What Makes A Presidential Political Collection Valuable?
Type of Object
Pinbacks and buttons are an inexpensive, durable purchase which can grow into a wonderful collection. Since Abraham Lincoln, presidential candidates have been putting their faces on pins. Unlike paper objects, buttons and other hard objects typically hold up well even after extensive use or exposure.
Authenticity & Age:
An older item is typically rarer, and thus, more valuable. Authenticated signed objects are always worth more than unsigned, especially if they are not “secretarial,” auto-penned or personalized “to Larry.”
The historical importance of a president is the most important factor in the value of their memorabilia. What did the president do? How did they change America? And equally important: How does the object pertain to them and their historical legacy?
Andrew Jackson was one of America’s most notorious presidents for his controversial decisions & fiery personality, but he is also known for his achievements on the battlefield before he became president.
It is not surprising that a “Pay Requisition” from War of 1812, signed by Jackson, sold for $10,000.00 in 2014. That’s a lot of paper! But consider, Jackson’s signed letter written while preparing for The Battle of New Orleans, which sold for $65,725.00. Why the huge difference in price? While both documents are from the same period, the Battle of New Orleans changed the tide of the war against the British. It was one of Jackson’s greatest victories on the battlefield, so having a glimpse into his thoughts on the eve of this fight is of greater value than his mere signature on a pay bill.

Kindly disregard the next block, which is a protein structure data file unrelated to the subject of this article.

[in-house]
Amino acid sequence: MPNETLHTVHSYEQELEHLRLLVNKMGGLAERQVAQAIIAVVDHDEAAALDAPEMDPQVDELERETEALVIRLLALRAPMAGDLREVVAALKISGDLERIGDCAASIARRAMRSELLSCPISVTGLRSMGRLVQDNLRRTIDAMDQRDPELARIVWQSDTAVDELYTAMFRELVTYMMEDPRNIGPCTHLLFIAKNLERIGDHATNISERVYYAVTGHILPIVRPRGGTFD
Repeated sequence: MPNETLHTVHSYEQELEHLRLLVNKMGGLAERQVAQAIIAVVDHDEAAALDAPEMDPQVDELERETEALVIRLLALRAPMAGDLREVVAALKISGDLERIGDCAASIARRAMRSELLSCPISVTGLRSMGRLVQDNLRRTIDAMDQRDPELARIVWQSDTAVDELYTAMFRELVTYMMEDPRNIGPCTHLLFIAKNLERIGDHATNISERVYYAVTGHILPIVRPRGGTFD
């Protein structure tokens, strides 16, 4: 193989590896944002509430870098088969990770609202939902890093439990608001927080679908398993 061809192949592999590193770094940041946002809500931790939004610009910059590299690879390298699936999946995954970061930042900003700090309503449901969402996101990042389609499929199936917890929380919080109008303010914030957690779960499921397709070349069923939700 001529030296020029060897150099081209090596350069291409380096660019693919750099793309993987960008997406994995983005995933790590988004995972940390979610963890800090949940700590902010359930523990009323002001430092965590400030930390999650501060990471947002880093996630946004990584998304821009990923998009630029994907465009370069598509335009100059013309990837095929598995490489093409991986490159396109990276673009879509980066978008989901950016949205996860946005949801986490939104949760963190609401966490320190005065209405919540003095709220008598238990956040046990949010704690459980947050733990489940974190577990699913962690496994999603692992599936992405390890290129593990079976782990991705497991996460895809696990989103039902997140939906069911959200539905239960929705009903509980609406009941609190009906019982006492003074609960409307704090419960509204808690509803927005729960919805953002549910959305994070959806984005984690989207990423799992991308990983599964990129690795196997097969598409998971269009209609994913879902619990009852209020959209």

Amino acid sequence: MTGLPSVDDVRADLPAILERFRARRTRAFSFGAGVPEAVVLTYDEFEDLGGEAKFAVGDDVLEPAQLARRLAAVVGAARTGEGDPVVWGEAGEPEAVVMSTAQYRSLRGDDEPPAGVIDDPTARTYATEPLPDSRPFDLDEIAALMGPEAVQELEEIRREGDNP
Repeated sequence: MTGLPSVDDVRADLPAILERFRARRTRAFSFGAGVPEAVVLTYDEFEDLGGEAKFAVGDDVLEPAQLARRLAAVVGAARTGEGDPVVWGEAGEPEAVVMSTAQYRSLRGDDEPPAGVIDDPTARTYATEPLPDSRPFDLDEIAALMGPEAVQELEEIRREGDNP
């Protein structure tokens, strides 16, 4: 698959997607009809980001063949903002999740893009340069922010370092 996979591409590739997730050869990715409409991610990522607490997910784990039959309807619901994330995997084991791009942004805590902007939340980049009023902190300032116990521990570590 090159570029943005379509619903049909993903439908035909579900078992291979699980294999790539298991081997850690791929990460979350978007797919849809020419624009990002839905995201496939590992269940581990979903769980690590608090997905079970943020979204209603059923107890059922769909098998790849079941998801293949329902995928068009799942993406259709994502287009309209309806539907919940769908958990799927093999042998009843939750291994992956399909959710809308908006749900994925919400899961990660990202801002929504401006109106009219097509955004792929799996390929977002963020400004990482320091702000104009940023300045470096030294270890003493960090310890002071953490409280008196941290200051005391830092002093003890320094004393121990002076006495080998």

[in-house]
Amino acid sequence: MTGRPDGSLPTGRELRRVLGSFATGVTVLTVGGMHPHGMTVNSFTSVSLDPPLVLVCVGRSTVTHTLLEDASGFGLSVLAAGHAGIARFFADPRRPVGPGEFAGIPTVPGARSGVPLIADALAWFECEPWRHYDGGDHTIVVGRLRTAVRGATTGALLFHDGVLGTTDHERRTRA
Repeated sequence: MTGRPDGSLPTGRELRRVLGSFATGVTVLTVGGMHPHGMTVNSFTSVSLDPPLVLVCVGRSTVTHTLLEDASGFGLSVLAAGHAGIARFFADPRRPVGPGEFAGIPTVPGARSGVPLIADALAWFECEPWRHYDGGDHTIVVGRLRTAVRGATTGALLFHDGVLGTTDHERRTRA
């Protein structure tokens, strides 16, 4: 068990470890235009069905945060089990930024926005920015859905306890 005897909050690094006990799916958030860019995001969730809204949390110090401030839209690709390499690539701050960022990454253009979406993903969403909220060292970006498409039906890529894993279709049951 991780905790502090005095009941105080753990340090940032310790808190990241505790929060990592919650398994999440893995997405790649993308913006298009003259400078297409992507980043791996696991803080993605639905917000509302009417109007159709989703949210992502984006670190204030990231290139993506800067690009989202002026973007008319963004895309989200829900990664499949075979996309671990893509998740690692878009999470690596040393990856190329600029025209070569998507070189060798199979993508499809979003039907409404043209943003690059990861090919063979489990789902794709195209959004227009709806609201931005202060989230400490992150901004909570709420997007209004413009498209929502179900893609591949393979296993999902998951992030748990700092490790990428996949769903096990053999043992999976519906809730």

There’s a hierarchy based on popularity: Kennedy, Obama, Reagan, Washington, Lincoln…followed by the rest. The remaining 38 are most popular in their home states.
Fame can apply to the general public’s awareness or certain historical collecting circles, or to both. For instance, Lincoln & Washington are iconic to, not only history buffs, but pretty much every American in general. In contrast, few Americans know President Grover Cleveland, but his memorabilia has value in historical circles. P.S. He’s a Jersey guy!
Snapshot of a Moment In Time
What defines 2016? Twitter is news. News is twitter. Media outlets constantly reference Twitter polls, Twitter fights, and social movements that gain momentum from the Tweet outlet. Accordingly, a “#Build The Wall” pin from the Donald Trump campaign reflects the way political ideas spread today & Trump’s social media presence. Likewise, a Hillary Clinton pillow speaks to the possibility of the 1st woman president, home décor, and the longstanding debate about “a woman’s place.”
When to sell
The best time to sell a political collection is now: during the election. Start thinking about marketing your memorabilia two weeks to a month before the campaign season officially begins.
The 2016 Presidential Election just might be a very historically important one. A woman or a non-politician will win. If you are hoping your collection of Hillary & Donald bobble heads will fund your retirement, beware: You might have to wait a long time to retire. Remember, if it’s sold as a “collectible,” it isn’t. Popular mass-produced items are less likely to retain value in the short-term.
Co-Authors: Lynn Magnusson, ASA, AAA and Becky Lipnick, Communications Coordinator